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Philadelphia rapper Meek Mill parts ways with Roc Nation Management after 10 years


Meek Mill has left Roc Nation Management, the talent agency and media company which has represented him since 2012.

The split was first reported by Billboard on Monday. By then, the South Philadelphia native had been removed from the company’s website and social media.


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While Mill will be managing his own career for the time being, he will maintain many of his business ties with Roc Nation, which was created by rapper Jay-Z in 2008. Mill tweeted that he and the company are still on good terms.

“I’m personally handling my own business so I can take risk and grow,” he said. “We came to that agreement together.”

He added that he’s still involved with Dream Chasers Records, a Roc Nation imprint he started in 2019, and has other investments with Jay-Z.

The two also still run a non-profit called the Reform Alliance together. They created the organization with Sixers’ owner Michael Rubin in 2019 to fight unjust sentencing laws after Mill was controversially incarcerated for more than a year over probation violations.

But Mill has expressed some discontent with his label Atlantic Records lately in regard to the promotion of “Expensive Pain,” his most recent album. It was released last year on Atlantic’s Maybach Music Group imprint, which is run by Atlanta rapper Rick Ross.

“They didn’t put nothing into expensive pain and then said I can’t drop another project for 9 months at the end of my contract after I made them 100’s of millions,” Mill tweeted.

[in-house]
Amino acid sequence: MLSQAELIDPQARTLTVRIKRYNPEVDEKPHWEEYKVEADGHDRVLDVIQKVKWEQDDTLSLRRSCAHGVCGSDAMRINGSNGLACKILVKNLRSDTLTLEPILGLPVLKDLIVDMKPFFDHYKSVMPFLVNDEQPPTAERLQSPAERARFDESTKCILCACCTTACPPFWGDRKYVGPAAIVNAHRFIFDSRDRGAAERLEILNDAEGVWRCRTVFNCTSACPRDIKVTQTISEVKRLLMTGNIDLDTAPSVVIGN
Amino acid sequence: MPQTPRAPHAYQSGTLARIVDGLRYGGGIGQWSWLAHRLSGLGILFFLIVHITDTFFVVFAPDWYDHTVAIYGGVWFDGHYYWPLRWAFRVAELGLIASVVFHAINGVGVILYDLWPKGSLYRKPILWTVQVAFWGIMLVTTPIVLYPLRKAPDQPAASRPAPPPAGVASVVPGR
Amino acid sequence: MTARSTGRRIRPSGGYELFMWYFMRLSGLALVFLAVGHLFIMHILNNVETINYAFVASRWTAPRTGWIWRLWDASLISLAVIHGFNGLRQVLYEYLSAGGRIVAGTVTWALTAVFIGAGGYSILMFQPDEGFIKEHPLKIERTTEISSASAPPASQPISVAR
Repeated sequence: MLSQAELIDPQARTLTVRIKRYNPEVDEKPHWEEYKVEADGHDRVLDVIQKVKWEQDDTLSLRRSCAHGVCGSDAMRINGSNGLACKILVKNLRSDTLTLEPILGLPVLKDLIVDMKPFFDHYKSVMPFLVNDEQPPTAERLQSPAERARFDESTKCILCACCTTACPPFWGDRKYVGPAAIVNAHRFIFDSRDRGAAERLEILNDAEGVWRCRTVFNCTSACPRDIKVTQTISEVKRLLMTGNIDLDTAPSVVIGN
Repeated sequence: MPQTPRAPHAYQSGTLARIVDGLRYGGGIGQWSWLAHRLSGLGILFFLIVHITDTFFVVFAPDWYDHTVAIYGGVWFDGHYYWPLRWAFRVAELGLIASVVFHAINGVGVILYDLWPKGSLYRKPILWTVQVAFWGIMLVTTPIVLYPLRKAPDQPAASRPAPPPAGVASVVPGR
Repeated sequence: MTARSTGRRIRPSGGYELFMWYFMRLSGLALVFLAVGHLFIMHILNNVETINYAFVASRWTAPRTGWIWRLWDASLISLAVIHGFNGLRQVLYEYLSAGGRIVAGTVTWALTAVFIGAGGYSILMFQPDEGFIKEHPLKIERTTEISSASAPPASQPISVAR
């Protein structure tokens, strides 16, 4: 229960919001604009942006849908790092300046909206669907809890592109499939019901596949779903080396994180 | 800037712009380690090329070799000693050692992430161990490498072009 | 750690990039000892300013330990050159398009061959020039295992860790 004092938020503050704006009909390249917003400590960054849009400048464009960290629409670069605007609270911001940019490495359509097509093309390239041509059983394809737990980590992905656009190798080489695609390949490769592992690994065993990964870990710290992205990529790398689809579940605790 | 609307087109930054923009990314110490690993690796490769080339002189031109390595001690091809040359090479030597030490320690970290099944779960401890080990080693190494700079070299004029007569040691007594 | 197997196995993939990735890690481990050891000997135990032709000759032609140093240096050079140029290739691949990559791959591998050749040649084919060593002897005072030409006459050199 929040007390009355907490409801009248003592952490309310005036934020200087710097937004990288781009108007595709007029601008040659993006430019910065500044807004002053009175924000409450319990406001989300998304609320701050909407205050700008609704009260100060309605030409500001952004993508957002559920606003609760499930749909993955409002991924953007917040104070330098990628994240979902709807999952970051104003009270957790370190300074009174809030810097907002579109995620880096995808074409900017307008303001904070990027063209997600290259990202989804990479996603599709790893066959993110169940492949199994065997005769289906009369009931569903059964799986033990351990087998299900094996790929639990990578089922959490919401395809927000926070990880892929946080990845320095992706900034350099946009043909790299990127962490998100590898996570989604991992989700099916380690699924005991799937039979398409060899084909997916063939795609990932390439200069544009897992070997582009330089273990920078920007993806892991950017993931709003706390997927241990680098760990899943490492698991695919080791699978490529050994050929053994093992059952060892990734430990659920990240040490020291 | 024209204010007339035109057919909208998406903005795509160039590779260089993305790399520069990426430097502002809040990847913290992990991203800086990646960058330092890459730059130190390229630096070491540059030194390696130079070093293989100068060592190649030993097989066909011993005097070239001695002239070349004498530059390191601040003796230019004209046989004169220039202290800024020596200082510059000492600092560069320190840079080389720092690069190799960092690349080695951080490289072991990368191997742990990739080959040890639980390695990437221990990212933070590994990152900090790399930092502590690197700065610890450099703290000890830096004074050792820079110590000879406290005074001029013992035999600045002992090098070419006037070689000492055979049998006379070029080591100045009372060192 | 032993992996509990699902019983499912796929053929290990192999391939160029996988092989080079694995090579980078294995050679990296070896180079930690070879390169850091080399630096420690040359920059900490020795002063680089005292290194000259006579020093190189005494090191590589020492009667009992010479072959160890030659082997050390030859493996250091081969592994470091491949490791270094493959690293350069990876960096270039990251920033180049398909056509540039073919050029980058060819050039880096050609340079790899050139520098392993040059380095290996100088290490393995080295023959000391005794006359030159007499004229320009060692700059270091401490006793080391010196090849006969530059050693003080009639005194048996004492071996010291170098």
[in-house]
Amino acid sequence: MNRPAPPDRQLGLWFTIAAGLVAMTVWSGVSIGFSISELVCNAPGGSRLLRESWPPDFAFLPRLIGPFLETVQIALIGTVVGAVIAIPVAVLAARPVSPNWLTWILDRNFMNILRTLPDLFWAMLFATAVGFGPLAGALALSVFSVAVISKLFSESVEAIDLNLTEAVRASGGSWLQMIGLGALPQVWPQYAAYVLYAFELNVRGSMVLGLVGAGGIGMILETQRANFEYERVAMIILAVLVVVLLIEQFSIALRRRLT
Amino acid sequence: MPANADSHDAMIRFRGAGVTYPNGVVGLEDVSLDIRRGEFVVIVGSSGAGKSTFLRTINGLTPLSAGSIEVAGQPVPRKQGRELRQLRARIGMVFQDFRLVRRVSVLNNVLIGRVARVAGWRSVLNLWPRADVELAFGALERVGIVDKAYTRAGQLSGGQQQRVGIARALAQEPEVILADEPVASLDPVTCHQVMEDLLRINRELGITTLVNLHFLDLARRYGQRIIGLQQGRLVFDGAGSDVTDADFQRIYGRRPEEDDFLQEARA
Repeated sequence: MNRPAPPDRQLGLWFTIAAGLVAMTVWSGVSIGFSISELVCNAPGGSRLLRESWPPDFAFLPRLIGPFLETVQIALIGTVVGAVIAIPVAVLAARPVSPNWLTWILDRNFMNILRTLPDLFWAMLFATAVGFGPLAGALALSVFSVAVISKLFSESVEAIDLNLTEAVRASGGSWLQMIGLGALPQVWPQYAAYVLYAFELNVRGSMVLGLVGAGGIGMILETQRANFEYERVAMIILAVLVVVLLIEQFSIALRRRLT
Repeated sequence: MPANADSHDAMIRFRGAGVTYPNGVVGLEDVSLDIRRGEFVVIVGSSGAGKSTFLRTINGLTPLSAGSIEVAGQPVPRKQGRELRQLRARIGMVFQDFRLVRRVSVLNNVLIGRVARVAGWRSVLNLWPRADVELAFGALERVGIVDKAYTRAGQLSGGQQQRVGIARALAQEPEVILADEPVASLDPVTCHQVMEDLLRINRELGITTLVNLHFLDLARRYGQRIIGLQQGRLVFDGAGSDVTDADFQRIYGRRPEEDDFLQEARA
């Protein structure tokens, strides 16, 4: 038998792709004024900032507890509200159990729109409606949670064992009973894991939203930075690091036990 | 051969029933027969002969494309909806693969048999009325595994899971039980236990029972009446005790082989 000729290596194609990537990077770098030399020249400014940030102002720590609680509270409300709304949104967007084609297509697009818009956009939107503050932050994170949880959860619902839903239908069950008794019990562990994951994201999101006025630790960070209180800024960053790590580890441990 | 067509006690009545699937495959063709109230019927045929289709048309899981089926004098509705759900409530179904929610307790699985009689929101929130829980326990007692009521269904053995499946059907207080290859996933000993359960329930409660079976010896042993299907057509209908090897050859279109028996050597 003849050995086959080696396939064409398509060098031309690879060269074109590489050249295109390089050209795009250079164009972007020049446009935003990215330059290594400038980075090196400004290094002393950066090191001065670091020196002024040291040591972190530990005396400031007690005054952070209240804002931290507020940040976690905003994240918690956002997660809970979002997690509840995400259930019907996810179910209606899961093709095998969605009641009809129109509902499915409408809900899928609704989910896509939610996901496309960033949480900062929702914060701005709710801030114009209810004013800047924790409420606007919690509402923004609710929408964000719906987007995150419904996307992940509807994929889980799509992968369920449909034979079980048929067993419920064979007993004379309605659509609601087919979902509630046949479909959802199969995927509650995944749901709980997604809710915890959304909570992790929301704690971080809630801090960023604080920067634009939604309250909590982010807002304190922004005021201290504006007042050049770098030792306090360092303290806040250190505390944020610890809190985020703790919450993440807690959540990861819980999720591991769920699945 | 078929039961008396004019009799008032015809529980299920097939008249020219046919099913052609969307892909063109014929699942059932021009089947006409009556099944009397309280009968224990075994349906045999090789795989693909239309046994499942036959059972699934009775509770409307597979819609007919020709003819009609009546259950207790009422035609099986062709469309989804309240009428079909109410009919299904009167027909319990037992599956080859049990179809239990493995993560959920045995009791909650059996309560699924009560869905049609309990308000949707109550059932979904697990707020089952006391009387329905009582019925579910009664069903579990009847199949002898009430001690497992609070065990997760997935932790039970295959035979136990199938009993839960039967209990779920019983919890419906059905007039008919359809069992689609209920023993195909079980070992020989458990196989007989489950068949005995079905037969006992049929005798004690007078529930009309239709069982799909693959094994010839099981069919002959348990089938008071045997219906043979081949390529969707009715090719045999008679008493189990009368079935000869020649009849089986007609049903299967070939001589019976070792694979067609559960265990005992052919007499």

It still debuted at No. 3 on Billboard 200.

Initially, some interpreted the tweet as a slight to Roc Nation and MMG, as well, but yesterday Mill clarified that it was only directed at Atlantic.

“Roc Nation is my family,” he tweeted. “Don’t mix my post aimed at Atlantic mixed up with roc or MMG… They ain’t stop nothing I’m doing.”

While Mill has been a mainstay in the American rap scene for more than a decade, he became a household name in 2017 when he was sentenced to between two and four years in prison for probation violations related to a 2008 gun charge.

That year he got into an altercation with a fan at an airport in St. Louis (the charges were later dropped) and was arrested for popping a wheelie in New York City.

Rappers and social justice advocates decried the punishment as particularly harsh and used it as a rallying cry in their push for probation reforms.

The Pennsylvania Supreme Court ordered Mill’s release in April 2018.





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